I sat in the stands and watched a 17-year-old boy walk onto a mound, not to face down a batter, but radar guns held by hundreds of university and pro scouts.

There were several hundred boys there too. Every one wore cleats, pants, jerseys and hats positioned so the flat brim was at their eyebrows. They all carried a glove. They all wore a number. They all were about the same height and build. They all played the game since they were 4 years old. They all had talent. They were high school all-stars. They all had the same dreams….to be a stand out.

But then, on THAT field, they weren’t standouts. They found that somehow they had become average. Ordinary. The average had been raised and to be singled out and noticed, even to be above-average, they suddenly had to be…extra-ordinary.

This is when the details count. The fine details. It’s when the elements that separate one from another come down to “extras” that propel one athlete out in front of the others.

So, finding those elements that will give an athlete the edge and maximizing them will become critical to competing as a high-performance, state, national or world-class athlete….or even one who wants to make the travel team!

An athlete must start with raw materials. They will either have the natural factors or they won’t. They must maximize what they have, but no amount of coaching or training can produce or alter certain natural attributes.
• Physical: natural athletic ability and body build that is best suited for a particular sport.
• Mental: the passion and will to compete at a high performance level in a specific sport.

Details that an athlete can maximize (future posts to come on each of these):
• Core Motivation: determining sustainable goals revolving around mastery and character of a high-performance athlete over outcome goals.
• Prioritizing: determining what’s most important and resolving to making choices of how time is spent accordingly.
• Level of coaching/coachability: having the best, knowledgable coach, allowing them to coach, and working to do what they say
• Work ethic: training with 100% commitment
• Mental game: training the mind to handle high-demand training and competition, strategy etc.
• Recovery: being wise about nutrition, recovery methods, rest.
• Emotional support: surrounding self with others who support and encourage you, share the same aspirations.

And, yes, the 17 year old boy…was my boy.

Zero Regrets

Every one of us has choices, and the way we frame them and make them sets us on our paths- Apolo Ohno. Zero Regrets.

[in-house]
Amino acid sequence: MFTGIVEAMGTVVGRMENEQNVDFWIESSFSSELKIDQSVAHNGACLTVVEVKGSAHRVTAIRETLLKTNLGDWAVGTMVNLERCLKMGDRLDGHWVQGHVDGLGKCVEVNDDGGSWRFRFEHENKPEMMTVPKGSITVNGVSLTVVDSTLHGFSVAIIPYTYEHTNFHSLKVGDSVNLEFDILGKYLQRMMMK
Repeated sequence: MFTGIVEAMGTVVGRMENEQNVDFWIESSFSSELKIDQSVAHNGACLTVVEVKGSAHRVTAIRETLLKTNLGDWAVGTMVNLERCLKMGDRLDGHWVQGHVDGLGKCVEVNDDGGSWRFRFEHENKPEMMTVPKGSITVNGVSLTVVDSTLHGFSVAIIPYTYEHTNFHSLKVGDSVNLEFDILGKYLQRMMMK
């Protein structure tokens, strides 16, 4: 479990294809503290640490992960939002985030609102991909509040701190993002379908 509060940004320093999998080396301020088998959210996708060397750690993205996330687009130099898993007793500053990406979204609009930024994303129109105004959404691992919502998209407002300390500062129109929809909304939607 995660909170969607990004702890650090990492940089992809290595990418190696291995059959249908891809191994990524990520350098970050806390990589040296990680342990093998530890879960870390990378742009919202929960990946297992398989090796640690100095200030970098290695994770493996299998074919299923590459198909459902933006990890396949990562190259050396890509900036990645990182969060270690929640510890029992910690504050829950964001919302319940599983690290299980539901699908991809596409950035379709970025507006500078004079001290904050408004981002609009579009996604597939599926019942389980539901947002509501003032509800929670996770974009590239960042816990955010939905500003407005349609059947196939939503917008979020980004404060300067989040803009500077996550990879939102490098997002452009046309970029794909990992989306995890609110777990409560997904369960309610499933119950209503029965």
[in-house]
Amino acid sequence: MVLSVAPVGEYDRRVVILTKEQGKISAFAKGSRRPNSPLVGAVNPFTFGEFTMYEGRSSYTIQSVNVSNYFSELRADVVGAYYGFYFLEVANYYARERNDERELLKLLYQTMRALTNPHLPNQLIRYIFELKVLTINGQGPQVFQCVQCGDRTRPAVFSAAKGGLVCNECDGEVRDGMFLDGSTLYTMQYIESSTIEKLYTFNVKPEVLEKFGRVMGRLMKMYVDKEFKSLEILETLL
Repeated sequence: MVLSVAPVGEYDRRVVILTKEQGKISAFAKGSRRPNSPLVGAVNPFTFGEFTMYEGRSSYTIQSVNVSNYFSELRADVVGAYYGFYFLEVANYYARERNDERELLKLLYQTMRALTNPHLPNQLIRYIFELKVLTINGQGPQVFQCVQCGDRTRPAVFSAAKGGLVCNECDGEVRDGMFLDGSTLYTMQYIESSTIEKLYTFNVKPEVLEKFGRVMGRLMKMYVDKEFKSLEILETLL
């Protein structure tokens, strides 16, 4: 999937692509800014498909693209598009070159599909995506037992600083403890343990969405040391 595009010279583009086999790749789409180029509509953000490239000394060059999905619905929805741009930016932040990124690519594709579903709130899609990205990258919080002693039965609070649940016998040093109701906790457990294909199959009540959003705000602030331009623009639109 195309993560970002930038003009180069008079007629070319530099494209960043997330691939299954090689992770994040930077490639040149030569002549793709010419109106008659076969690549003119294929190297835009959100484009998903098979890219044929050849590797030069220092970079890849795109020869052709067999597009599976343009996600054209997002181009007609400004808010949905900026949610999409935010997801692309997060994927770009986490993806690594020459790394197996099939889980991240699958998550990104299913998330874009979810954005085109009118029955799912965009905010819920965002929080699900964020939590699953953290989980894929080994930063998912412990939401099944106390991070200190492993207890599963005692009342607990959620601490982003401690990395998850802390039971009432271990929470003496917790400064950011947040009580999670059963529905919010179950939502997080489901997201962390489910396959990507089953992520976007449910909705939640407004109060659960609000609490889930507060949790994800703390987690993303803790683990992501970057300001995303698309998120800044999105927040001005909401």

It’s the New Year. Time to set goals. What are your goals for 2011?

Without clarifying what you want to do and why, life’s activities become sort of purposeless and random, right? You wind up reacting to influences that carry you somewhere until, one day, you wake up and wonder how the heck you got where you are. You just went with the flow; drifting. There’s nothing wrong with that, if your goal is to experience the adventure of being aimless, but if you have any dream of who you want to be or what you want to accomplish, you’ve got to define it. Seeing the destination provides you with direction. Having a goal frames your choices. It sets you on your path.

Know who you want to become and what you want to achieve. Define a plan for the work it’s going to take to get there, being determined to go the distance, not looking for shortcuts. Accept the sacrifices of not being “normal” and drifting with the influence of others, and team up with those who are going the same direction. Then chase it all with everything you’ve got, relentless in your pursuit…full out.

In a defining moment in Apolo Ohno’s life, when he was struggling to define, own, and pursue his goals, his dad said, “You have a choice. I don’t care what path you go on in life. I don’t care if it’s sports or academics or business. Whatever it is, it’s all fine by me. But whatever that is, you truly have to do it one hundred percent. Dedicating yourself…sacrificing because you want to give that one hundred percent, because you want to be the best or you’re not going to do it at all. If you don’t do something one hundred percent, it’s not worth doing.”

• Don’t decide what you want to be or do, decide who you want to be and what are you willing to do to get there. Do you really know what you want and what’s worth pursuing 100%?
• What’s your plan to avert distractions? How will you avoid bad influences in the first place and what’s your plan if faced with pressure from outside sources to veer off course?
• How will you gain mental strength?
• How will you train to gain physical strength?
• Who do you need around you to help you? Who is going the same direction that you should travel alongside?
• What can you do daily so you’ll have no regrets and won’t say, “what if….If I had only…”

Each day, make choices that keep you on a direct path so you arrive where you intended. Keep your eyes on your destination, be uncompromising and gain strength with every step knowing it’s moving you to becoming the person you want to be. The sacrifice of each day, the pain of giving everything you’ve got will pale in comparison to the years of regret you’ll have if you don’t frame and make your choices well. Choose to have zero regrets.

Apolo Ohno decided he wanted to be the best speed skater in the world. He made clear decisions about what he’d do, who’d he spend his time with and how hard he’d pursue who he wanted to become. He has Zero Regrets and has become the most decorated winter Olympian of all time.


Crabs. I never thought that I’d find crabs in the sports world.